This year has not been a good one so far for commuters in the capital with a succession of strikes seeing London Underground staff manning picket lines instead of running railway lines.
With the cancellation of this week’s strikes suggesting there is now some light at the end of the organisation’s tunnels, I have used YouGov’s BrandIndex to see how the industrial action has changed London Underground’s perception among consumers in the capital and the south east.
This last week has seen the brand’s Index Score – measuring its overall brand health – fall to its lowest level in 18 months.
The last time it fell this far was in February 2014 after a wave of industrial action. Although London Underground’s Index score waxes and wanes regularly, it very rarely drops below a score of 10. This week it fell to six.
Meanwhile, the group’s reputation score – which asks whether people would be proud or embarrassed to work for a brand – has fallen from 8.5 on 1 June to minus 1.3 on 18 August.
There are silver linings to these clouds, however. Following the industrial action in the winter of 2014 scores fell across the board and then recovered after a few months of normal service. Also, over the course of this year’s strikes the brand’s purchase intent score has remained steady.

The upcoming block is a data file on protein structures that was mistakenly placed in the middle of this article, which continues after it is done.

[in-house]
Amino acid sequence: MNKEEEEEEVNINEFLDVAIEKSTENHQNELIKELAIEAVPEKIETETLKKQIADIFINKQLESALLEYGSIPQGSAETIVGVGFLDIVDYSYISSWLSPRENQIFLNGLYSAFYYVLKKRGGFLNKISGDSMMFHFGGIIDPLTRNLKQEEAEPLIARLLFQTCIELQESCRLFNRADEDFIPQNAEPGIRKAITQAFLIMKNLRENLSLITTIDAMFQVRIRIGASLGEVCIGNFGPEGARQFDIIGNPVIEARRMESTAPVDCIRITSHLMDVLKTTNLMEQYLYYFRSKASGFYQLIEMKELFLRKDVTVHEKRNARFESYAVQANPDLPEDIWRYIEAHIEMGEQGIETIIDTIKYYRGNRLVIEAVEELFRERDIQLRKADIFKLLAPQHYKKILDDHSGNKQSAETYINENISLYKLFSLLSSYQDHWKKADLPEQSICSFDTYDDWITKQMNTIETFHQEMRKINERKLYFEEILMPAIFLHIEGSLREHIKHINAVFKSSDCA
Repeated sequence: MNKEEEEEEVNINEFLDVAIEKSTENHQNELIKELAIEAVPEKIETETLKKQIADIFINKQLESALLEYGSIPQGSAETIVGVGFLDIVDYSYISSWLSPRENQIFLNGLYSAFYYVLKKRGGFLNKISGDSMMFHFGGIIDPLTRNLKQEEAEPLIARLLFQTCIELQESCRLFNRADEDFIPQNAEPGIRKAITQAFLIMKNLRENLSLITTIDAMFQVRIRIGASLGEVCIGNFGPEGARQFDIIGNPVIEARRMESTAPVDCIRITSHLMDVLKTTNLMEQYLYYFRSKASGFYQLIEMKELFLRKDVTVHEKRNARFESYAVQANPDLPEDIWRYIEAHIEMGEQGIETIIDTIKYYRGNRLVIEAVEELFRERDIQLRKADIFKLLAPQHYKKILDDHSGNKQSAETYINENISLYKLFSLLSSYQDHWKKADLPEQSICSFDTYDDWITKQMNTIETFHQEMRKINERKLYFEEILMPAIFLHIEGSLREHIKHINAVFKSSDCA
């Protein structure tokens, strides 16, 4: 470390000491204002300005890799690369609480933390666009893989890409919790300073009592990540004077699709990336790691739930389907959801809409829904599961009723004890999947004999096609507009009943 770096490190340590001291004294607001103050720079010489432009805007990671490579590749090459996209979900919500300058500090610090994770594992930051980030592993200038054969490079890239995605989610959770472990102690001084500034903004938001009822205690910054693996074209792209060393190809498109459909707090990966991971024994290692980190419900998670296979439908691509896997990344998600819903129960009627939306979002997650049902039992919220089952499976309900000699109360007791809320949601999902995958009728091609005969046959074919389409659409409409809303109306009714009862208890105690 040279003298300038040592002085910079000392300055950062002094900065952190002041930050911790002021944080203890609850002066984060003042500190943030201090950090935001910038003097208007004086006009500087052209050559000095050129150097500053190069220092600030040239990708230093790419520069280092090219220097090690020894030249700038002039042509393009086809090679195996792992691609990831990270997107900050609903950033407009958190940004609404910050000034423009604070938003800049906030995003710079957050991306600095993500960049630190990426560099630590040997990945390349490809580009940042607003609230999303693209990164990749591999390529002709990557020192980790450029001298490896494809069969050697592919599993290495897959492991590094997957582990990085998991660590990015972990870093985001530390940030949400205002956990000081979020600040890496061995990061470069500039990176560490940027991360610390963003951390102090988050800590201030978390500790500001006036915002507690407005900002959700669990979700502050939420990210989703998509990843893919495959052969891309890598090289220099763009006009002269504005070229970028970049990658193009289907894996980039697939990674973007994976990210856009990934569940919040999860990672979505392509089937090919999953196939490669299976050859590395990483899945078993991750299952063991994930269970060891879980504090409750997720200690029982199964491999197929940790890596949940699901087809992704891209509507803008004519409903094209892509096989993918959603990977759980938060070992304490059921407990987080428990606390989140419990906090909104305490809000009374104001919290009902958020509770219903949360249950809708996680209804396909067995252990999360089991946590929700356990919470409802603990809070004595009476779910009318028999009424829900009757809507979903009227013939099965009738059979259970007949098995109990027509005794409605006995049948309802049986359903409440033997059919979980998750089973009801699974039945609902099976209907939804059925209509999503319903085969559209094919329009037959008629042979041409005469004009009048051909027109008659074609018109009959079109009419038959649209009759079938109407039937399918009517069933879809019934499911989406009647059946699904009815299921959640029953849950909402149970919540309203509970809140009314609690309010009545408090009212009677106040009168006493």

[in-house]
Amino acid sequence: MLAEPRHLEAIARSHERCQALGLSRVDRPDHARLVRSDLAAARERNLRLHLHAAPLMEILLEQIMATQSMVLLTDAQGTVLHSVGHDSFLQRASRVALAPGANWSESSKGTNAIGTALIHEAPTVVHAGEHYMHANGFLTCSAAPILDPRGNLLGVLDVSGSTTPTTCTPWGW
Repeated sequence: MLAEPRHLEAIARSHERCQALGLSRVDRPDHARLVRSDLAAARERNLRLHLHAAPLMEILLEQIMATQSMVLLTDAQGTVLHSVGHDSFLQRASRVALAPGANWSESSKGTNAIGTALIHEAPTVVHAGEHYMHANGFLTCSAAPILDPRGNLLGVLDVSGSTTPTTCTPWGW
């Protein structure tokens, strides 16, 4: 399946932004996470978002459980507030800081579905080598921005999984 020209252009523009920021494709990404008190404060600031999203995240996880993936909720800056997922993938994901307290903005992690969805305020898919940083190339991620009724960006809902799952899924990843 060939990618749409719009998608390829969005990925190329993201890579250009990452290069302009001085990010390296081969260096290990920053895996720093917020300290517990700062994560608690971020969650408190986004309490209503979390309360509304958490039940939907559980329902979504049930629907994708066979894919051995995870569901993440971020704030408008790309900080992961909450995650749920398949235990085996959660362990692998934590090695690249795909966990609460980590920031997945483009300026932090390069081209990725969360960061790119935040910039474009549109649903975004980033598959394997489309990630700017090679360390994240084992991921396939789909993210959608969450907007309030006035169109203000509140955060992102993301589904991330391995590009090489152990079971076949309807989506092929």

However, it should be noted that this is not so much a testament to customer loyalty than a reflection of the fact that many commuters have little option but to buy tickets for the Underground simply to get to work.
At a time when it is changing working practices and introducing new services, London Underground needs its customers with it.
Unless it can put these strikes to bed it will be on the back foot with the public as it enters a period of great change.